• Squirting is a phenomenon some women experience once or twice in their lives, while for others it happens every time they are sexually active. Squirting is the sudden release of urine and vaginal fluids through the urethra during orgasm or arousal. This might be a small amount of liquid or the entire contents of the bladder.
  • Female ejaculation is different from squirting and urinary incontinence, although it’s often mistaken for one or the other. Female ejaculate is a milky fluid that comes from the paraurethral glands, which are located on either side of the urethra. Much like male ejaculate, or seminal fluid, female ejaculate contains prostate-specific-antigen (PSA), fructose, and glucose.

For women, ejaculation is not necessarily linked with orgasms; it can happen any time a woman is aroused. The volume of squirting liquid and female ejaculate is also different. While squirting can soak the bedsheets, ejaculate is typically only about 1 ml of liquid.

Medical conditions that can cause female urinary incontinence

Sometimes bladder control is affected by a medical condition. The most common culprits include:

  • Urinary tract infections, often caused by E. coli bacteria from the gut or an excess proliferation of Candida albicans yeast. They present with painful urination, frequent urination, and an uncomfortable need to pee although you just went. Symptoms can worsen during sex.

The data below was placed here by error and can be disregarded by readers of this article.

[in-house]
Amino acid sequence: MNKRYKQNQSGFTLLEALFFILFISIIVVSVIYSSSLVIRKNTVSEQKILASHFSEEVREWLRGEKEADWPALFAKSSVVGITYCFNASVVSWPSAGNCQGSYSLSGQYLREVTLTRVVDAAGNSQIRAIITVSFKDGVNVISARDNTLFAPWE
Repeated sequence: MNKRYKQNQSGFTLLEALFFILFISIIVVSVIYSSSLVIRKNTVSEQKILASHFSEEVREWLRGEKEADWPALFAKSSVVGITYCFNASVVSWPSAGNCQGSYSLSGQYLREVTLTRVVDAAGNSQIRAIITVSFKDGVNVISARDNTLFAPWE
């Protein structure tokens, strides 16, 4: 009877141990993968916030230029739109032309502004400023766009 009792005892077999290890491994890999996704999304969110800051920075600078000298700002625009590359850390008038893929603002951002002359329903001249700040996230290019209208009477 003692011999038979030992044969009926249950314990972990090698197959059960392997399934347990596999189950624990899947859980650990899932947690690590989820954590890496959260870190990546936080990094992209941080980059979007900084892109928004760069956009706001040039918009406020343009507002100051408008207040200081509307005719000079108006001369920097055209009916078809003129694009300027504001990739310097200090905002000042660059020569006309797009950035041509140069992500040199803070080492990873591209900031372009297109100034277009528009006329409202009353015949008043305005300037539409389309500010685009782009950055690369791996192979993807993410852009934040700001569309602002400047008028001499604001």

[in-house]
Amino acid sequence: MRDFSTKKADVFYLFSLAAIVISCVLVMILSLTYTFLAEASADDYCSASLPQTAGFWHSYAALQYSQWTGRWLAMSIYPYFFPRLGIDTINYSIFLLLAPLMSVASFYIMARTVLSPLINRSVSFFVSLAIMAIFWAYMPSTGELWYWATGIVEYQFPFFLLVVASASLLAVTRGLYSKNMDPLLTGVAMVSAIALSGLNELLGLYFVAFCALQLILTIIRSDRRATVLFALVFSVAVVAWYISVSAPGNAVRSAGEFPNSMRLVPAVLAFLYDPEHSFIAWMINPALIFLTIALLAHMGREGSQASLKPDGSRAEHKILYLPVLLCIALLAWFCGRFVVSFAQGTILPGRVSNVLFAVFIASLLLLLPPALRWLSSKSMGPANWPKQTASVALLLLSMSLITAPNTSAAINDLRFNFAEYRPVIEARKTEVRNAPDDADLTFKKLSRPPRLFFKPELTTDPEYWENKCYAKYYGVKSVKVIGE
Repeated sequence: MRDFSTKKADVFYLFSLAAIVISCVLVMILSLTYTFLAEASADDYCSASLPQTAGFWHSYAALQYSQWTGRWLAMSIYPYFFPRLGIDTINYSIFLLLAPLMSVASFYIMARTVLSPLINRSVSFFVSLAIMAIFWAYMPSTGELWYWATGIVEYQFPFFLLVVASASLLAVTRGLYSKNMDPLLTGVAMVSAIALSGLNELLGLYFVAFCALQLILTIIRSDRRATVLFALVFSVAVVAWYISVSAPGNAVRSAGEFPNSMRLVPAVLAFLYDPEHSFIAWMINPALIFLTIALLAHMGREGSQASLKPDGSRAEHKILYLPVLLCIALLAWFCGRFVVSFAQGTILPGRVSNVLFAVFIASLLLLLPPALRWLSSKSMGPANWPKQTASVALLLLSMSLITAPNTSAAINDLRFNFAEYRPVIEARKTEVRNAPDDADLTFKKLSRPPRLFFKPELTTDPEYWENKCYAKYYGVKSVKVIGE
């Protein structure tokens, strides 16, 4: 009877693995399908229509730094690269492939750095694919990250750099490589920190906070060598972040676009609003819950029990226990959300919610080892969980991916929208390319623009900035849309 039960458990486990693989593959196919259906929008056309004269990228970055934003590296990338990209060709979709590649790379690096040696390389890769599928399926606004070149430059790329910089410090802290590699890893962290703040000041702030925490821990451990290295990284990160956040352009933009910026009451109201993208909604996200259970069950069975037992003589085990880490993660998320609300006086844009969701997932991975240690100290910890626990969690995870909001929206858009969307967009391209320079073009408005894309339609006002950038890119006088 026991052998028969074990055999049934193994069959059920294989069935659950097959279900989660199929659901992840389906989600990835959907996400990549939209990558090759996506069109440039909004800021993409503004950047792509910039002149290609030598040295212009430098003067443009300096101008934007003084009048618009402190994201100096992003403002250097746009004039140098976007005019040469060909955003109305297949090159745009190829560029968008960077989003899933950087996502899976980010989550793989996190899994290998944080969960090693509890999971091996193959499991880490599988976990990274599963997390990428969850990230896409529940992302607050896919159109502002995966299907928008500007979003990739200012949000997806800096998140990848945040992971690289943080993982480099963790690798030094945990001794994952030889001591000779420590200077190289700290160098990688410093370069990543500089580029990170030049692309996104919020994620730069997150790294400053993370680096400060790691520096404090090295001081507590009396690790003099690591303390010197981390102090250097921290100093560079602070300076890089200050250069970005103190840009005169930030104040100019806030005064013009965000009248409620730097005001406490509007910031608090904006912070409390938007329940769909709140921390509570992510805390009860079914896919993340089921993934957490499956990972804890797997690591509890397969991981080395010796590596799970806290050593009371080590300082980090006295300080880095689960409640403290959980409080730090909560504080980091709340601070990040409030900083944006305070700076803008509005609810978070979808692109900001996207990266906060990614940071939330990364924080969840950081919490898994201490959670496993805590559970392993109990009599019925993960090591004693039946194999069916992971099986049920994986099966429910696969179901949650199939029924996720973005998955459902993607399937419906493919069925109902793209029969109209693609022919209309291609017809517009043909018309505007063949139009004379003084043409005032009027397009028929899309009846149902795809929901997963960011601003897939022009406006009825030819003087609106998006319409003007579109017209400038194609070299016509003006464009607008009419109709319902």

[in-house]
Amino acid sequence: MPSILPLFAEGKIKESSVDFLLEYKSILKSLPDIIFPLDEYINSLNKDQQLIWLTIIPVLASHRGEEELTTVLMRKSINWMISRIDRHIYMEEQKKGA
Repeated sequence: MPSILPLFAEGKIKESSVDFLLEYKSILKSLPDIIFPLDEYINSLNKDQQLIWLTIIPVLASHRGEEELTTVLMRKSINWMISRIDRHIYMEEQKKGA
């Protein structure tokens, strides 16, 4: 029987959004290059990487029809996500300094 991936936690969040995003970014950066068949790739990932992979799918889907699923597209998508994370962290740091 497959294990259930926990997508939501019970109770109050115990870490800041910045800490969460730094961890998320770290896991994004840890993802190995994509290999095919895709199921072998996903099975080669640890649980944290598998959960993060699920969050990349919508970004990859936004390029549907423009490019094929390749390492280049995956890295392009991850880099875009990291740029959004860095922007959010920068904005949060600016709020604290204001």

• Interstitial cystitis is an inflammatory disease of the bladder, also called bladder pain syndrome. IC is often mistaken for a UTI because the symptoms are similar, but with IC sufferers feel relief only when they are peeing. If left untreated, interstitial cystitis reduces the sufferer’s ability to control their bladder and can cause pain and discomfort during sex. We still don’t know what causes IC, but the condition is more common in women and can be aggravated by allergies, infections, and certain autoimmune diseases. Read more about interstitial cystitis, its causes, and treatment.

  • Pelvic floor dysfunction is an inability to control the pelvic floor muscles. Being able to contract and relax these muscles at will is essential for managing urination, bowel movements, and sexual intercourse. A pelvic health specialist can determine the cause and suggest treatment options.
  • Vaginal atrophy is a problem typically associated with menopause. The vaginal walls become thinner, drier, and more fragile as the body shuts down its estrogen production. This can lead to discomfort during sex and leave you more susceptible to infections and urinary problems, including urinary incontinence. Regular sexual activity (with or without a partner) increases blood flow to the vaginal tissues and can be helpful for maintaining your vaginal health. Lubricants and vaginal moisturizers also help.
  • Certain medications such as diuretics, Alpha-Blockers, muscle relaxants, and opioids can make it more challenging to control your bladder and worsen your urinary incontinence.

Importance of Emptying Your Bladder Before and After Sexual Activity


Tips to Reduce Sexual Incontinence

Empty your bladder before and after sex

To avoid accidents in the heat of the moment, come prepared. Visit the restroom before hitting the sheets. With an empty bladder, you’ll feel less pressure in your pelvic area during sex.